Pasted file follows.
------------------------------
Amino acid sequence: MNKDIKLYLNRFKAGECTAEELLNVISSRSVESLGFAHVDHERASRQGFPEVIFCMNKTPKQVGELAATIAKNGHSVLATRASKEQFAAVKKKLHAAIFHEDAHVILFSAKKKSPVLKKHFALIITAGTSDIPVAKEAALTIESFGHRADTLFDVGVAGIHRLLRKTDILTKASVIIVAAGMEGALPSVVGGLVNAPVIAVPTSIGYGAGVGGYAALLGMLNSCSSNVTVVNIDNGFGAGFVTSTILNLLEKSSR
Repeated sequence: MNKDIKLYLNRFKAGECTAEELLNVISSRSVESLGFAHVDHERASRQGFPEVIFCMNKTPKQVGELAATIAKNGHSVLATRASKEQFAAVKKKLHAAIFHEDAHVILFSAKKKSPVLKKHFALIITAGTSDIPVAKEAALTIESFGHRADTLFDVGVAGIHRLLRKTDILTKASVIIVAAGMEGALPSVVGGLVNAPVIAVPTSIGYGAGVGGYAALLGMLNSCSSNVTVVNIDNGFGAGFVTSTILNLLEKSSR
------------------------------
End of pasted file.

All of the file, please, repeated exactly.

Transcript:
Amino acid sequence: MNKDIKLYLNRFKAGECTAEELLNVISSRSVESLGFAHVDHERASRQGFPEVIFCMNKTPKQVGELAATIAKNGHSVLATRASKEQFAAVKKKLHAAIFHEDAHVILFSAKKKSPVLKKHFALIITAGTSDIPVAKEAALTIESFGHRADTLFDVGVAGIHRLLRKTDILTKASVIIVAAGMEGALPSVVGGLVNAPVIAVPTSIGYGAGVGGYAALLGMLNSCSSNVTVVNIDNGFGAGFVTSTILNLLEKSSR
Repeated sequence: MNKDIKLYLNRFKAGECTAEELLNVISSRSVESLGFAHVDHERASRQGFPEVIFCMNKTPKQVGELAATIAKNGHSVLATRASKEQFAAVKKKLHAAIFHEDAHVILFSAKKKSPVLKKHFALIITAGTSDIPVAKEAALTIESFGHRADTLFDVGVAGIHRLLRKTDILTKASVIIVAAGMEGALPSVVGGLVNAPVIAVPTSIGYGAGVGGYAALLGMLNSCSSNVTVVNIDNGFGAGFVTSTILNLLEKSSR